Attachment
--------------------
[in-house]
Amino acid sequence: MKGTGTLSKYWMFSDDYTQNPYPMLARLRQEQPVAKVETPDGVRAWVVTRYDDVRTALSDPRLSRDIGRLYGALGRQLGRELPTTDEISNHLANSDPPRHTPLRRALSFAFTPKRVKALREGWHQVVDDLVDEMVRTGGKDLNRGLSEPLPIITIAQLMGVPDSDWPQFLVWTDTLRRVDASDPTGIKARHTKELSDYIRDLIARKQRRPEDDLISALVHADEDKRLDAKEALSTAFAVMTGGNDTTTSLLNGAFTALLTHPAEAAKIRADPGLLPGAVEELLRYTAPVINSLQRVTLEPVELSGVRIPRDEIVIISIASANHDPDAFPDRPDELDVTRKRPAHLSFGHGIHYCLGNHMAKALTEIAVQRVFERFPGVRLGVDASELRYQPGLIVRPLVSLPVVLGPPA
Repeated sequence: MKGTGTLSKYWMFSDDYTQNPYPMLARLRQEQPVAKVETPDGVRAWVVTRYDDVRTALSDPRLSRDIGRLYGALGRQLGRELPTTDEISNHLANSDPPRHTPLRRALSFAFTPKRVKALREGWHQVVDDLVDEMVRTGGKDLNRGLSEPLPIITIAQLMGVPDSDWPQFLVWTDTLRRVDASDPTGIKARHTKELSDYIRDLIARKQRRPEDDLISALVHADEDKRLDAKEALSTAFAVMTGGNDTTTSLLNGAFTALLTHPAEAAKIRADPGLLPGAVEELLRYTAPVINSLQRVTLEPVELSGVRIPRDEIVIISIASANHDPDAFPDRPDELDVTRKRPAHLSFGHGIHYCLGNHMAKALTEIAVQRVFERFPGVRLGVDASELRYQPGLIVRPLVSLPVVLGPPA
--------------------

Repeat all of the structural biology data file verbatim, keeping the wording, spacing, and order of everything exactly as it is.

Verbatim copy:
[in-house]
Amino acid sequence: MKGTGTLSKYWMFSDDYTQNPYPMLARLRQEQPVAKVETPDGVRAWVVTRYDDVRTALSDPRLSRDIGRLYGALGRQLGRELPTTDEISNHLANSDPPRHTPLRRALSFAFTPKRVKALREGWHQVVDDLVDEMVRTGGKDLNRGLSEPLPIITIAQLMGVPDSDWPQFLVWTDTLRRVDASDPTGIKARHTKELSDYIRDLIARKQRRPEDDLISALVHADEDKRLDAKEALSTAFAVMTGGNDTTTSLLNGAFTALLTHPAEAAKIRADPGLLPGAVEELLRYTAPVINSLQRVTLEPVELSGVRIPRDEIVIISIASANHDPDAFPDRPDELDVTRKRPAHLSFGHGIHYCLGNHMAKALTEIAVQRVFERFPGVRLGVDASELRYQPGLIVRPLVSLPVVLGPPA
Repeated sequence: MKGTGTLSKYWMFSDDYTQNPYPMLARLRQEQPVAKVETPDGVRAWVVTRYDDVRTALSDPRLSRDIGRLYGALGRQLGRELPTTDEISNHLANSDPPRHTPLRRALSFAFTPKRVKALREGWHQVVDDLVDEMVRTGGKDLNRGLSEPLPIITIAQLMGVPDSDWPQFLVWTDTLRRVDASDPTGIKARHTKELSDYIRDLIARKQRRPEDDLISALVHADEDKRLDAKEALSTAFAVMTGGNDTTTSLLNGAFTALLTHPAEAAKIRADPGLLPGAVEELLRYTAPVINSLQRVTLEPVELSGVRIPRDEIVIISIASANHDPDAFPDRPDELDVTRKRPAHLSFGHGIHYCLGNHMAKALTEIAVQRVFERFPGVRLGVDASELRYQPGLIVRPLVSLPVVLGPPA